Given my Ohio and Cleveland sports fan lineage, it’s surprising that I had actually kind of forgotten about David Ward’s “Major League.” But when it was name checked in the ESPN “30 for 30” documentary, “Believeland,” back in May, the memories of the comedy about a misfit Cleveland Indians team who goes from worst to first came rushing back. This summer, as the Indians hit a hot streak while the Cavaliers broke the city’s 52-year championship streak, I felt the need to watch it again, and the result is a reminder of how much fun this is as an underdog sports movie, one of my favorite genres of late.
The film starts with a montage of Cleveland set to Randy Newman’s “Burn On,” about the Cuyahoga River catching fire, before settling in on the Indians woes since winning the 1948 World Series. We then catch up with the team after a losing 1988 team. Their longtime owner has died, and his attractive wife, a former showgirl named Rachel Phelps (Margaret Whitton), has taken over the team. The thing is, she can’t stand Cleveland, and her ideas for the team are motivated by the possibility of moving the team to Miami. She wants to build a team so inept that attendance will drop to a level so low that she can facilitate the move. Her manager is an International League coach who also works at a repair shop (Lou Brown, played by the gruff James Gammon), and her players include washouts (Jake Taylor, played by Tom Berenger), flawed vets (Corbin Bernsen’s Roger Dorn and Chelcie Ross’s Eddie Harris) and rookies like Pedro Cerrano (Dennis Haysbert), Willie Mays Hayes (Wesley Snipes) and Ricky Vaughn (Charlie Sheen), who could have a lot of upside, but have some quirks that make it difficult to see when the team struggles to find it’s groove. They do manage to get some wins, but they are still struggling by midseason. They get wind of Phelps’s plan, though, and resolve to show her up. Can they win in the end? Do you really need to ask that question? How many times have I said that in a review for one of these movies?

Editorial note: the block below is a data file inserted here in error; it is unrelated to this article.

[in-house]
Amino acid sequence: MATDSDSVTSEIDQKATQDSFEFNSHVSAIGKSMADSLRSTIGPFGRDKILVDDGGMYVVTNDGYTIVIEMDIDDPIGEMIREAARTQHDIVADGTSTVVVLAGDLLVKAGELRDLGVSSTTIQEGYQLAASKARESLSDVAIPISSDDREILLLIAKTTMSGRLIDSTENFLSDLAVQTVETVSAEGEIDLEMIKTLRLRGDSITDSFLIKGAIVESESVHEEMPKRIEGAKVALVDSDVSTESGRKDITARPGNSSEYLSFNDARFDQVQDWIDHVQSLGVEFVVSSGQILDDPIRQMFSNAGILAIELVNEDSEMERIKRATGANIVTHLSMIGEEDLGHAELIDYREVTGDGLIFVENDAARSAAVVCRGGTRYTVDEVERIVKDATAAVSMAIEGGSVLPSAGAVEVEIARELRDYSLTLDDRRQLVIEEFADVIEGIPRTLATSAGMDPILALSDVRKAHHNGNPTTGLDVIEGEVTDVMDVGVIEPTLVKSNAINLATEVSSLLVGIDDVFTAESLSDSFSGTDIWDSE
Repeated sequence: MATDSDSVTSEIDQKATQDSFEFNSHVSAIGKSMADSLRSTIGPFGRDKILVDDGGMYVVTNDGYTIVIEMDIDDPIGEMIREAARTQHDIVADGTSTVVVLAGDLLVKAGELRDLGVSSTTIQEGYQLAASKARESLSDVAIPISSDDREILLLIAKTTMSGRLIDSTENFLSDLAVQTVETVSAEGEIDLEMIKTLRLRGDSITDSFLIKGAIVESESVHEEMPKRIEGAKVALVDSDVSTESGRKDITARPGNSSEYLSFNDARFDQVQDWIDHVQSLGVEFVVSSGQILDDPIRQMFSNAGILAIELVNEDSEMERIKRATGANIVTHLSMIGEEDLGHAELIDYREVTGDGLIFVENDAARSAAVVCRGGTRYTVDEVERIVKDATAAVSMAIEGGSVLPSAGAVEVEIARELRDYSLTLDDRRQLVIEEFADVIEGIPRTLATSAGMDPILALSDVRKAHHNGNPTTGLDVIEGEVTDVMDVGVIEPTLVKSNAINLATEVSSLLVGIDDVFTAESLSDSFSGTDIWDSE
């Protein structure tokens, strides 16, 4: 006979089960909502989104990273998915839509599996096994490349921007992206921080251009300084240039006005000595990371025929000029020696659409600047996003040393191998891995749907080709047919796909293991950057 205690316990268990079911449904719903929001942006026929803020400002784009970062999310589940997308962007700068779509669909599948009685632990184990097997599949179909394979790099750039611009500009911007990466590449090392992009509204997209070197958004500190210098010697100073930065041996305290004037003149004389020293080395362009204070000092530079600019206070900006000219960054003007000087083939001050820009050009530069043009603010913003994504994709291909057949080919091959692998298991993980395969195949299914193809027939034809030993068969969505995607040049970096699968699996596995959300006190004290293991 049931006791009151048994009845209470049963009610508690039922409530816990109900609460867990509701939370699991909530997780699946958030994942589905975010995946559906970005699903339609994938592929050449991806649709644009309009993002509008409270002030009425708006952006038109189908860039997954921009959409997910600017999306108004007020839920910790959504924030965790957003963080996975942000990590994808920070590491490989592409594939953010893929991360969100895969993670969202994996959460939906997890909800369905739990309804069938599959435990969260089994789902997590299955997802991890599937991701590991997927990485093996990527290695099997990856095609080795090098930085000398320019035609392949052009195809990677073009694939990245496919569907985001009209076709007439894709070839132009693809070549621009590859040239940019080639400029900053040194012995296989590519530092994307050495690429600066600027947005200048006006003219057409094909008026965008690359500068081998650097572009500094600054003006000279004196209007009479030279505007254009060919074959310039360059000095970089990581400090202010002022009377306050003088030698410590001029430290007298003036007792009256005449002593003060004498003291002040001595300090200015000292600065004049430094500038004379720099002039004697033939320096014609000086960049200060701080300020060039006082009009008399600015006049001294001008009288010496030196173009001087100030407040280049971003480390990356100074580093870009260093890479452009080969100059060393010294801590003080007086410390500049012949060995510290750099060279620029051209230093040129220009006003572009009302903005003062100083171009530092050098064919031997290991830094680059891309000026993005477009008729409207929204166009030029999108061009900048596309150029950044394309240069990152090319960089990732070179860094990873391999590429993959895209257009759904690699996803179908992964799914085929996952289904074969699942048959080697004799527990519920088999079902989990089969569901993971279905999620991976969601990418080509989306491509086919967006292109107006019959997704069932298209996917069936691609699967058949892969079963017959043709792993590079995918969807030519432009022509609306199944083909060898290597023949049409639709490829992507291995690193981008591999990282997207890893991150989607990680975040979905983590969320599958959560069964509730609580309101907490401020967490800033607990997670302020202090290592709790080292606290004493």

Though the film was made in Milwaukee, it gets the sports culture of Cleveland over the years effortlessly. That undying love of the teams, even when it is struggling, comes through in entertaining fashion, best exemplified by Bob Uecker as color commentator Harry Doyle, who gets all of the funniest lines while the players and coach work on grounding the film on an emotional level. Don’t expect a semi-serious film, though- Ward has a sharp ear for comedy and sports and a way to combine the two. Vaughn has enviable speed on the ball, but his eyesight means he has no control, resulting in him wearing glasses. Cerrano (played by Haysbert, as far away from his “24” president days as you can get) has power, but can’t hit anything besides a fastball, and his worship of voodoo doesn’t always help. Dorn is a big free-agent, but his focus on after baseball means not really focusing on the field. And Taylor has wisdom he can give to the likes of Vaughn and Hayes, but his struggling knees make it difficult for him to play catcher anymore, and his affection for old flame Lynn (Rene Russo) is what motivates him to make this work. This is a cast that just works, as well as epitomizes the late ’80s/early ’90s with names like Berenger, Sheen and Bernsen in the lead roles. All the actors mentioned here have high points, and they all culminate in the final effect of us being completely on this team’s side when they are in a one-game playoff with their rivals, the New York Yankees. I’ve been more of an Atlanta Braves fan over the years than the Indians, although I still have loyalty for the Tribe. When the Braves had their own worst-to-first run in 1991, it was hard not to see parallels with this film. I love underdogs, mainly because I feel like one myself. “Major League” has some of the craziest, but really is one of my favorites.